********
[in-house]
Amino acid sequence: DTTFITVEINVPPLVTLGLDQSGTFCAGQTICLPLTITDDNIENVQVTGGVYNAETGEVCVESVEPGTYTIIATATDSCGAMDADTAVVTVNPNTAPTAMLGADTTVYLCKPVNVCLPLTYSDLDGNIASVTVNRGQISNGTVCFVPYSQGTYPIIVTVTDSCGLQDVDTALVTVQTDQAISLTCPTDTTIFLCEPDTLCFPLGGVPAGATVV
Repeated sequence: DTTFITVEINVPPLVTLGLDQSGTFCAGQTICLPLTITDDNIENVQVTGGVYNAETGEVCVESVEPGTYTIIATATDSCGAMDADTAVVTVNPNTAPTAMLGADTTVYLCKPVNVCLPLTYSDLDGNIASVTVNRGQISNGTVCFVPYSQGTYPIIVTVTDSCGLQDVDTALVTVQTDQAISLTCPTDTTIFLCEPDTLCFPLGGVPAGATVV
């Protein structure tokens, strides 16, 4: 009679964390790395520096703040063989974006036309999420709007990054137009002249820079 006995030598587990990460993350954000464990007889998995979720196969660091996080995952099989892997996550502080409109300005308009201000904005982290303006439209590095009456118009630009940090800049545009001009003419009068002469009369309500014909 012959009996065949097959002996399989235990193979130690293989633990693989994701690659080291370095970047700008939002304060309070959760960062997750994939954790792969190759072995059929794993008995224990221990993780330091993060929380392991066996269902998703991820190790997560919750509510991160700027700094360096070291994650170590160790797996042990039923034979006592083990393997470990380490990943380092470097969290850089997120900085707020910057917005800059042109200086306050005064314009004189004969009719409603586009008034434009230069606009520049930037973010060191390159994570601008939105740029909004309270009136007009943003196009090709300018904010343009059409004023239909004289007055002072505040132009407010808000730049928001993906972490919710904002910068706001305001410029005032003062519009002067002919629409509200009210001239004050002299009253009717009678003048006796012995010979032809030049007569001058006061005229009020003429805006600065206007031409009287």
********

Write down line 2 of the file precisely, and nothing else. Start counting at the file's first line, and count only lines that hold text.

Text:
Amino acid sequence: DTTFITVEINVPPLVTLGLDQSGTFCAGQTICLPLTITDDNIENVQVTGGVYNAETGEVCVESVEPGTYTIIATATDSCGAMDADTAVVTVNPNTAPTAMLGADTTVYLCKPVNVCLPLTYSDLDGNIASVTVNRGQISNGTVCFVPYSQGTYPIIVTVTDSCGLQDVDTALVTVQTDQAISLTCPTDTTIFLCEPDTLCFPLGGVPAGATVV